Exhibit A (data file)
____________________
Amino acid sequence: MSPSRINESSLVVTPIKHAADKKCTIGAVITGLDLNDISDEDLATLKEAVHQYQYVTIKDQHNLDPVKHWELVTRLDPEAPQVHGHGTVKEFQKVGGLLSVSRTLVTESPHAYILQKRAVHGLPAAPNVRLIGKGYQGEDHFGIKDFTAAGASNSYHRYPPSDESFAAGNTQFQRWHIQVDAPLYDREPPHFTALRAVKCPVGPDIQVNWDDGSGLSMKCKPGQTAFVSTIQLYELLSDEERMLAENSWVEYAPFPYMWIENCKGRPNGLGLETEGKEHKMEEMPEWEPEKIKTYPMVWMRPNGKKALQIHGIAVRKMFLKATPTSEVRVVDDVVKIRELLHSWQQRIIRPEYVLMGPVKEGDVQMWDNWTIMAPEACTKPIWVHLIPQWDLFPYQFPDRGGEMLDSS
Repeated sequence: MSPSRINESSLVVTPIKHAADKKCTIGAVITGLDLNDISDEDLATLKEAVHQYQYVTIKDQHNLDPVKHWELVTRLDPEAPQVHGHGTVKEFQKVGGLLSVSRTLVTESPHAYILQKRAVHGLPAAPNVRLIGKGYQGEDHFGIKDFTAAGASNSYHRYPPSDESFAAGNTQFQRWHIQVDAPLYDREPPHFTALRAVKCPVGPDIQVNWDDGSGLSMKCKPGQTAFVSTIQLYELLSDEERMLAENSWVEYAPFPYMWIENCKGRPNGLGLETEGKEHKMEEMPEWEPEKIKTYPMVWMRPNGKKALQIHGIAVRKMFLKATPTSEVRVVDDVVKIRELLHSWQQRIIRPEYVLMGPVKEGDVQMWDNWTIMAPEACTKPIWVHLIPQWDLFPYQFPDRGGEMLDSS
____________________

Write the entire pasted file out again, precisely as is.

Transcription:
Amino acid sequence: MSPSRINESSLVVTPIKHAADKKCTIGAVITGLDLNDISDEDLATLKEAVHQYQYVTIKDQHNLDPVKHWELVTRLDPEAPQVHGHGTVKEFQKVGGLLSVSRTLVTESPHAYILQKRAVHGLPAAPNVRLIGKGYQGEDHFGIKDFTAAGASNSYHRYPPSDESFAAGNTQFQRWHIQVDAPLYDREPPHFTALRAVKCPVGPDIQVNWDDGSGLSMKCKPGQTAFVSTIQLYELLSDEERMLAENSWVEYAPFPYMWIENCKGRPNGLGLETEGKEHKMEEMPEWEPEKIKTYPMVWMRPNGKKALQIHGIAVRKMFLKATPTSEVRVVDDVVKIRELLHSWQQRIIRPEYVLMGPVKEGDVQMWDNWTIMAPEACTKPIWVHLIPQWDLFPYQFPDRGGEMLDSS
Repeated sequence: MSPSRINESSLVVTPIKHAADKKCTIGAVITGLDLNDISDEDLATLKEAVHQYQYVTIKDQHNLDPVKHWELVTRLDPEAPQVHGHGTVKEFQKVGGLLSVSRTLVTESPHAYILQKRAVHGLPAAPNVRLIGKGYQGEDHFGIKDFTAAGASNSYHRYPPSDESFAAGNTQFQRWHIQVDAPLYDREPPHFTALRAVKCPVGPDIQVNWDDGSGLSMKCKPGQTAFVSTIQLYELLSDEERMLAENSWVEYAPFPYMWIENCKGRPNGLGLETEGKEHKMEEMPEWEPEKIKTYPMVWMRPNGKKALQIHGIAVRKMFLKATPTSEVRVVDDVVKIRELLHSWQQRIIRPEYVLMGPVKEGDVQMWDNWTIMAPEACTKPIWVHLIPQWDLFPYQFPDRGGEMLDSS